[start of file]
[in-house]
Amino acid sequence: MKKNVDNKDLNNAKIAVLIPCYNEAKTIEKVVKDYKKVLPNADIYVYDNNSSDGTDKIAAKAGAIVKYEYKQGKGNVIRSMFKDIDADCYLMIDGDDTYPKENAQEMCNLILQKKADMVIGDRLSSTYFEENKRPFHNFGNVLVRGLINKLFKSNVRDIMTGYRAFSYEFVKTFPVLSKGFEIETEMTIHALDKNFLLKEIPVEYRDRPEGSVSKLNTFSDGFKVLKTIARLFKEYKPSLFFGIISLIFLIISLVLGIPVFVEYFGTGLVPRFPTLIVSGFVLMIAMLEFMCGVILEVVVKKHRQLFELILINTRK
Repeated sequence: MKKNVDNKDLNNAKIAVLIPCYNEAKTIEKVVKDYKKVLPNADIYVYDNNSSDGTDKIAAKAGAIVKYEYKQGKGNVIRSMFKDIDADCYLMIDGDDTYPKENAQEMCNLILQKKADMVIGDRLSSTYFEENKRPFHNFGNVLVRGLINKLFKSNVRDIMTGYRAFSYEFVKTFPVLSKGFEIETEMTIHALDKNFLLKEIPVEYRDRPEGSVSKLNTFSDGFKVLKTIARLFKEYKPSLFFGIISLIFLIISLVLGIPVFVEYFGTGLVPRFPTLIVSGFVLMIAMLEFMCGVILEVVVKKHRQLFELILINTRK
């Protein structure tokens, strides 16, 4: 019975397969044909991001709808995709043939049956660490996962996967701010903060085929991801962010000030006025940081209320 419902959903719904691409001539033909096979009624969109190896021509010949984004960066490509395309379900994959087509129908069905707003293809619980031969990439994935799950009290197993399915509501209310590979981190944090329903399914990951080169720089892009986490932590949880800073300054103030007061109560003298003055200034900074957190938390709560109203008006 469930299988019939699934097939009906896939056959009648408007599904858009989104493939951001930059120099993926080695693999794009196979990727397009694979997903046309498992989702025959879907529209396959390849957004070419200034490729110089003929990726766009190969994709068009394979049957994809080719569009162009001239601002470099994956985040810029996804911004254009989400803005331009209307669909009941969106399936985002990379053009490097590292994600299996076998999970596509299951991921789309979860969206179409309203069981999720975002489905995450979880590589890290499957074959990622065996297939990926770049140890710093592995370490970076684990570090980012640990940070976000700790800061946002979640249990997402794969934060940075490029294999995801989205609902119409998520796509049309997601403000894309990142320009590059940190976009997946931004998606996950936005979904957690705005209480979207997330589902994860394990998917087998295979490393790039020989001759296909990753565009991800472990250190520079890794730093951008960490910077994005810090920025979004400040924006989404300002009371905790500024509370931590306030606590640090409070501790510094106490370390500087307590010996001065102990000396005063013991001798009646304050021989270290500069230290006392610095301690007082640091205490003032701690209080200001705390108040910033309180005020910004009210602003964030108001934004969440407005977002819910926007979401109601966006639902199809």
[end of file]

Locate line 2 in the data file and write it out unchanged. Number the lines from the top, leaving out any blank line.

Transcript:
Amino acid sequence: MKKNVDNKDLNNAKIAVLIPCYNEAKTIEKVVKDYKKVLPNADIYVYDNNSSDGTDKIAAKAGAIVKYEYKQGKGNVIRSMFKDIDADCYLMIDGDDTYPKENAQEMCNLILQKKADMVIGDRLSSTYFEENKRPFHNFGNVLVRGLINKLFKSNVRDIMTGYRAFSYEFVKTFPVLSKGFEIETEMTIHALDKNFLLKEIPVEYRDRPEGSVSKLNTFSDGFKVLKTIARLFKEYKPSLFFGIISLIFLIISLVLGIPVFVEYFGTGLVPRFPTLIVSGFVLMIAMLEFMCGVILEVVVKKHRQLFELILINTRK